Light at the end of the tunnel . . . ?

Whilst the tub and bonnet have been away, I’ve managed to get a few things sorted on the rolling chassis and get the engine running smoothly. First step was to get the fuel drip from the carburetor sorted. The carb was supposed to have been reconditioned by the engine builder but the steady drip of fuel from beneath the accelerator pump diaphragm said otherwise. A strip down showed that all the rubber seals were original (stiff and perished!) so a new gasket/seal set was ordered and deployed.

Next up was the exhaust system. This is a stainless system that I bought back in the early 80’s from JP Exhausts and I always had a problem getting it clamped up properly and had resorted to getting the joints tack-welded together. The years had taken their toll on the tacks and once I had removed it, I again had 7 separate pieces! I managed to get the bits cleaned and polished and then had the mangled front tubes replaced with some SS tube from the ‘bay courtesy of a pipe-welder friend. Starting the engine with a gas-tight exhaust isolated what had sounded like a nasty knocking noise but was now clearly a blowing manifold. Closer inspection revealed that I had mis-fitted the centre gasket on the near-side – the top bolt went through the gasket but the bottom bolt had missed the gasket hole completely leading to a mega-blow. A few minutes work and the gasket was back in place resulting in an immediately sweet running and sounding engine – with no fuel drips – and quite an encouraging burble from the tail-pipes.

It still sounds a bit tappety but that may be because it doesn’t have the body round it yet to deaden the sound. I did check the gaps and they were all OK except that one adjuster was loose enough to be turned with the fingers. I eventually discovered that each adjuster nut should be slightly peened at the top end to provide the grip. Hitting the offending one with a hammer/chisel combination didn’t help so I resorted to a more studious squeeze in the vice which seems to have had the desired effect.

With the points gap set correctly and the dynamic timing looking OK on the strobe I then had a go at setting up the carbs by trimming the idle mixture screws. This carb obviously hadn’t read the book on how to be adjusted properly so I might need to call in some outside expertise to be fully happy that the carb set-up is OK.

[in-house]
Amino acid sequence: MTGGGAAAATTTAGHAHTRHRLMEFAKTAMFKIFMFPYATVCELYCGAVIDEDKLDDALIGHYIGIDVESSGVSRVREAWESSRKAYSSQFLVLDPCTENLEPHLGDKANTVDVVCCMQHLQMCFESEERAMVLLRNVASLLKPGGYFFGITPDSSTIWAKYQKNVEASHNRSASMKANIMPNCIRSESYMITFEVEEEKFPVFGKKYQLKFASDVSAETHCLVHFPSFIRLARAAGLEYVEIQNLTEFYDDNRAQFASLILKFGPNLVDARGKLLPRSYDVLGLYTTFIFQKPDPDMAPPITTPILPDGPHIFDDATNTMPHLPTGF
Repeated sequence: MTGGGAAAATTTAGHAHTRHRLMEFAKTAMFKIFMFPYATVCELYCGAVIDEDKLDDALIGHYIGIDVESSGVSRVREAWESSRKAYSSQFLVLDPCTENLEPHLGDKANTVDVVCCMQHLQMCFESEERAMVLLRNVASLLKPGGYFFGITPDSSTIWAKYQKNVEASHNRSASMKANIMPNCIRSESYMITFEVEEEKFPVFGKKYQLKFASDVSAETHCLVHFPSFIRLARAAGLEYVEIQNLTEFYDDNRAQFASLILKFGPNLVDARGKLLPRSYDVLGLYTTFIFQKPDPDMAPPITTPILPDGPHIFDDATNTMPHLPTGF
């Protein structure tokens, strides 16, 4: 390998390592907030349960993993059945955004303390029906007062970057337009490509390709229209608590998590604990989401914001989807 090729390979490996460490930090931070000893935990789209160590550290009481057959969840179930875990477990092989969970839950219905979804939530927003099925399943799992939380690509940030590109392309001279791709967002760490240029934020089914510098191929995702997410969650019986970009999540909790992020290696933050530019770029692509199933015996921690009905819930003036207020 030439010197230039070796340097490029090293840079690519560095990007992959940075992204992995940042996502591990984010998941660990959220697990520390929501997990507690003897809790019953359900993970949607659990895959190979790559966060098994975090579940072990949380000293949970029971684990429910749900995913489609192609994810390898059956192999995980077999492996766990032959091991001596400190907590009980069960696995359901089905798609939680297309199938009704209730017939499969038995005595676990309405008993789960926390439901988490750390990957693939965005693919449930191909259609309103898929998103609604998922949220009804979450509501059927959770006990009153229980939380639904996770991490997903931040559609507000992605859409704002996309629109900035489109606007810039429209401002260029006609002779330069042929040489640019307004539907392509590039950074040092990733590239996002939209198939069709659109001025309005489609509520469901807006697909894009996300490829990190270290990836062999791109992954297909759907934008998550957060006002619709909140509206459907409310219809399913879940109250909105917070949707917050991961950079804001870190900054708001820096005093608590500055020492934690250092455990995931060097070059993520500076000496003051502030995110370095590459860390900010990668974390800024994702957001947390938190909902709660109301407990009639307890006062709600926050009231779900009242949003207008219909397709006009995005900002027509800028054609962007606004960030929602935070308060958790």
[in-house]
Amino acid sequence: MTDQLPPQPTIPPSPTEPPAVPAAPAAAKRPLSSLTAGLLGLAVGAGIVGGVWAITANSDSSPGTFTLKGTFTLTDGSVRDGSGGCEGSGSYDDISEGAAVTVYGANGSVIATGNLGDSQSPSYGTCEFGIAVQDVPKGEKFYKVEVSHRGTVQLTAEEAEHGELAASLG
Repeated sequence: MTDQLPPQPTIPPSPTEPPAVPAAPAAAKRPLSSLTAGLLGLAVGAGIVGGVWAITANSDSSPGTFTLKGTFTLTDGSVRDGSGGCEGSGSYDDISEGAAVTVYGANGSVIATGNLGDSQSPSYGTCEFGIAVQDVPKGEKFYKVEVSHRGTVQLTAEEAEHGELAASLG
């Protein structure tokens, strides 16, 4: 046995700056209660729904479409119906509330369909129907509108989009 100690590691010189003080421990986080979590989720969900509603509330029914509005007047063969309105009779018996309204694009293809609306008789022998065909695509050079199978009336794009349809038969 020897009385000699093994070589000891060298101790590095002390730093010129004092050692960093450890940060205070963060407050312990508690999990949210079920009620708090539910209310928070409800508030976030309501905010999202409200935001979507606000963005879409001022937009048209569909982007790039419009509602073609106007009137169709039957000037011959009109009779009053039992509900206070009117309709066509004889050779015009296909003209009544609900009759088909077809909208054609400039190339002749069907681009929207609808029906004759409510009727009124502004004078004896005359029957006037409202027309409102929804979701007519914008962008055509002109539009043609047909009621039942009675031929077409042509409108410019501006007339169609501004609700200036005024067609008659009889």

Meanwhile, back in the body shop . . .

The windscreen frame saga seems to be drawing to a close! They have spent quite some time getting the shape right both for the frame and the top of the scuttle. It was obvious that the angle of the new frame didn’t match the angle of the ferrule inserts so the spigots were cut off in preparation for a realignment.

The old screen glass was then trial-fitted into the new frame and this showed that the bottom rail needed to be “adjusted” to match the curvature of the glass. This involved cutting and shutting at several points along the lower rail. Even with the lower rail now matching the glass, it still didn’t sit properly on the scuttle. The original frame had always had a much larger gap at the outside than in the middle and this hadn’t changed with the adjusted new frame. The only solution was to reshape the top of the scuttle to match and this was duly achieved using some matting and filler to get a smooth contour. At the same time, the door shut lines were perfected and blended into the quarter panel and scuttle lines.

With the scuttle re-shaped and the nearside rear repaired it was time to tape it up and take it to the spray booth and give it a low bake again (50C) for a few hours before first coat.


The first coat is an “adhesion” coat to give a good base on top of the sanded gel coat and filler as well as giving it a homogeneous coating to show up any imperfections such as pinholes and unevenness.

Next step is to work on the imperfections and get the surface perfect before applying the primer. In the meantime, the tub is standing in the bodyshop to slowly harden up before further work and this is how it looked this morning.

Meanwhile, the bonnet is also being prepped but is proving a bit more of a problem. On the nearside there was a large gel crack over the wheel arch behind the headlamp and a lot of filler along the “trough” between centre section and wheel arch whereas the offside was fine. The bad areas are outlined in red marker in these photos:-

In the region forward of the nearside bonnet latch there was a particularly thick area of filler which seems to have been applied over the primer coat. The gel coat was in a bad condition here and will need to be ground down and re-laminated. Since this damage didn’t happen on my watch (she was a year old when I bought her) I can only imagine either this was a factory “fix” due to a mould issue or there had been some “event” during the first year.

So a few repair jobs still to do before the spray job can start in earnest but, although I was hoping for completion by the end of June, progress is solid and there is definitely an end in sight. An end, that is, to getting the body back on. After that there will only be the re-trim, re-wire and re-commissioning (tracking/suspension set-up) left to do.
Only . . .

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